Stay Sharp, Pastor!

If you have been in ministry for a number of years since seminary, you know how easy it can be to get into a ministry routine and allow other things in your life to become your first love, whether it is a hobby, a recreational pursuit, or other amusement.  We as pastors need help in staying sharp, setting priorities for continued growth in knowledge and ability in that which is our main calling–the ministry. Here are some tips for doing so:

1. Take a class. Perhaps every other year or once a year, enroll in a class at a nearby seminary or online that will push you to read, study, and interact with others. At DBTS we allow grads to audit a class and provide a discounted audit rate for non-grads. We are now offering a few remote classes and other schools offer good online courses. You may even want to pursue another degree if your circumstances permit it.

2. Form a reading group with other nearby pastors. Many pastors form a regional reading group, reading through a book together and meeting to discuss it weekly or monthly. This exercise provides mutual encouragement and edification.

3. Start a new series or class. Pastors, you can offer an elective Sunday School class on a particular topic, a Bible Institute level class, or small group study that will push you to read and study in a new area.

4. Submit book reviews or articles. Many blogs and journals will receive book reviews from pastors willing to invest the time in reading newer books and offering a critical review. Others accept submissions of articles. Set a goal to do one or two of these per year for your benefit and hopefully for the benefit of others as well.

5. Read biography and history. Reading biography and history will usually lead to a refreshing of your desire to re-engage in ministry growth. When you see how others poured their lives into people or how others erred in history, you will be all the more passionate about your ministry and careful with the truth.

6. Attend a conference. Ministry-specific conferences on preaching, counselling or theological issues can be helpful in keeping us sharp. The large rally-type conferences are encouraging (and often expensive) and helpful to a point, but smaller, more interactive conferences and seminars can be most profitable for the purposes of staying sharp.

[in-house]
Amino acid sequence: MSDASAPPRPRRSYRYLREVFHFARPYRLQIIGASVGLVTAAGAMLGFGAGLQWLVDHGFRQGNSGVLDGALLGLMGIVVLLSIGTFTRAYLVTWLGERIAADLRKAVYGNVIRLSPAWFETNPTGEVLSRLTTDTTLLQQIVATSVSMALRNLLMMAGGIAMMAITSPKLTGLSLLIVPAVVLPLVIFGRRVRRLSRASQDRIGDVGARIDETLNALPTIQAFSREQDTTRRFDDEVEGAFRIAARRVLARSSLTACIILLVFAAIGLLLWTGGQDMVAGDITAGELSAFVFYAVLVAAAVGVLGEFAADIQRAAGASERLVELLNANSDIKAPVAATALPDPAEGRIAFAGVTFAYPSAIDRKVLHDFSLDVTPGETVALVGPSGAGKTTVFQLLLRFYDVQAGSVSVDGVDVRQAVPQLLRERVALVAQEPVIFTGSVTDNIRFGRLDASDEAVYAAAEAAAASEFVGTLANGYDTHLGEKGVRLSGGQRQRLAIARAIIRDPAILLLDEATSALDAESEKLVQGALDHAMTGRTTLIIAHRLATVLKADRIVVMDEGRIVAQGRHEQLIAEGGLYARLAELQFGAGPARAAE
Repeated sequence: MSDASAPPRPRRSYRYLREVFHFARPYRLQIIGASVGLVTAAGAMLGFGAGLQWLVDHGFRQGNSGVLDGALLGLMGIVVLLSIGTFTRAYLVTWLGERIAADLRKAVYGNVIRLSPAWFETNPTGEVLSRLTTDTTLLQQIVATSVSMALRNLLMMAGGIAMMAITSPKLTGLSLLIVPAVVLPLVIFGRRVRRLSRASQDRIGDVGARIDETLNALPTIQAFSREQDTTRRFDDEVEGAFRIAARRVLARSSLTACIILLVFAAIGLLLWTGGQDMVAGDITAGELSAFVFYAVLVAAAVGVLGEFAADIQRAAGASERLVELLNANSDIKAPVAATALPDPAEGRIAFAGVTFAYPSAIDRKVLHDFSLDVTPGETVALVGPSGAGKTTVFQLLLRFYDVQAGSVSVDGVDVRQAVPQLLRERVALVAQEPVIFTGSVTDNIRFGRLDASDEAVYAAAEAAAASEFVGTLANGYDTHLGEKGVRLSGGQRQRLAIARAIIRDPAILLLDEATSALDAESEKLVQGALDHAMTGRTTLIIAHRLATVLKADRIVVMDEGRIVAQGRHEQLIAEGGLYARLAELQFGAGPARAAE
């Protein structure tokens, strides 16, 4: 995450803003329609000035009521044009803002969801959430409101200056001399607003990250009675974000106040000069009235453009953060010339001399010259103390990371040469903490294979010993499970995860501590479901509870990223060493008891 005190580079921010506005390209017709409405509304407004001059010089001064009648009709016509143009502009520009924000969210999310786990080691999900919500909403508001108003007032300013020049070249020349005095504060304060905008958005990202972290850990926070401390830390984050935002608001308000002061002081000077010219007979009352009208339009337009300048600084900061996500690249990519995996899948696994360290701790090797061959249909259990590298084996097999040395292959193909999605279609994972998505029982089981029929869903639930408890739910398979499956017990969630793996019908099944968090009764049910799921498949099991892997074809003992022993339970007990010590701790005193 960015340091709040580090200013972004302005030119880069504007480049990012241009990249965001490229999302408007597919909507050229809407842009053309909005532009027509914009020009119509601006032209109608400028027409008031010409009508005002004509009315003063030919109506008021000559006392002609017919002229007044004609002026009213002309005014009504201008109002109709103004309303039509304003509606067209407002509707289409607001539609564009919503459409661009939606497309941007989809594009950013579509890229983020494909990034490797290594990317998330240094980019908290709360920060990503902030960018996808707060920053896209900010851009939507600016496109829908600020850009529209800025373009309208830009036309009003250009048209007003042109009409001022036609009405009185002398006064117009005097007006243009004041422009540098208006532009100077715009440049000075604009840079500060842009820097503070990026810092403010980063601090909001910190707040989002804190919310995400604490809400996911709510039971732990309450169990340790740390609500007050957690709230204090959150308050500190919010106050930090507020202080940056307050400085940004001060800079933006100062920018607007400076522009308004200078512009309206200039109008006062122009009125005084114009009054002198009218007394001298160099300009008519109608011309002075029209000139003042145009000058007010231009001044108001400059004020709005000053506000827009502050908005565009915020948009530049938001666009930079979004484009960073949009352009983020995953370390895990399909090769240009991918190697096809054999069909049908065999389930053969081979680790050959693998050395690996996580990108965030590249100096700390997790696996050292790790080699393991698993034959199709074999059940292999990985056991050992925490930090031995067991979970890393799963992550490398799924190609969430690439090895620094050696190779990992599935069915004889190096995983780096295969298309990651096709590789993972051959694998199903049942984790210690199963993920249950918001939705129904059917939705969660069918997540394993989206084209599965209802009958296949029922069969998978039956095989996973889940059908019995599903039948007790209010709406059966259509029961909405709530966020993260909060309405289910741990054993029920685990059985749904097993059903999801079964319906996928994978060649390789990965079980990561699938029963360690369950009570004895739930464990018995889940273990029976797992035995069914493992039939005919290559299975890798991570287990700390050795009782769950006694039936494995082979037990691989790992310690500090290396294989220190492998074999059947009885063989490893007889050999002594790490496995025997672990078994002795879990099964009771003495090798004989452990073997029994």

These suggestions are some ways I have sought to stay sharp in ministry–now over 15 years past my M.Div. Do you have other ways you have sought to stay sharp in ministry? Please feel free to comment.

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2 thoughts on “Stay Sharp, Pastor!

  1. John T. Jeffery says:

    This is excellent advice! I have counseled young pastors in the past to do a few other things that might be helpful:

    1. Subscribe to a theological journal. However, with the advent of Galaxie Software’s Theological Journal Library and free journals like Themelios and Credo there is so much readily available that snail mail subscriptions may be a thing of the past for most. Having said that, I would still counsel pastors to peruse the latest journal articles and book reviews and to read at least one article and one review per quarter in some of the better journals. This will also familiarize them with the contents so they are aware of what is available for future reference.

    2. Stay in touch with your professors. Perhaps every Bible college and seminary student has one or more professors who mentored them, and with whom they established a bond. This should be maintained by regular contact including “picking their brains”, i.e., utilizing them as a resource. This helps the prof by way of encouragement, and also relevant contact with those involved in ministry where the rubber meets the road outside of academia. This certainly helps the former student by providing input and counsel from a respected mentor.

    Practices such as the ones you have listed, and others like these two will go far to keeping “the iron sharp”!

  2. Pearson Johnson says:

    Good suggestions as well, John. I know our professors here at DBTS are not only willing to stay in contact, they enjoy doing so.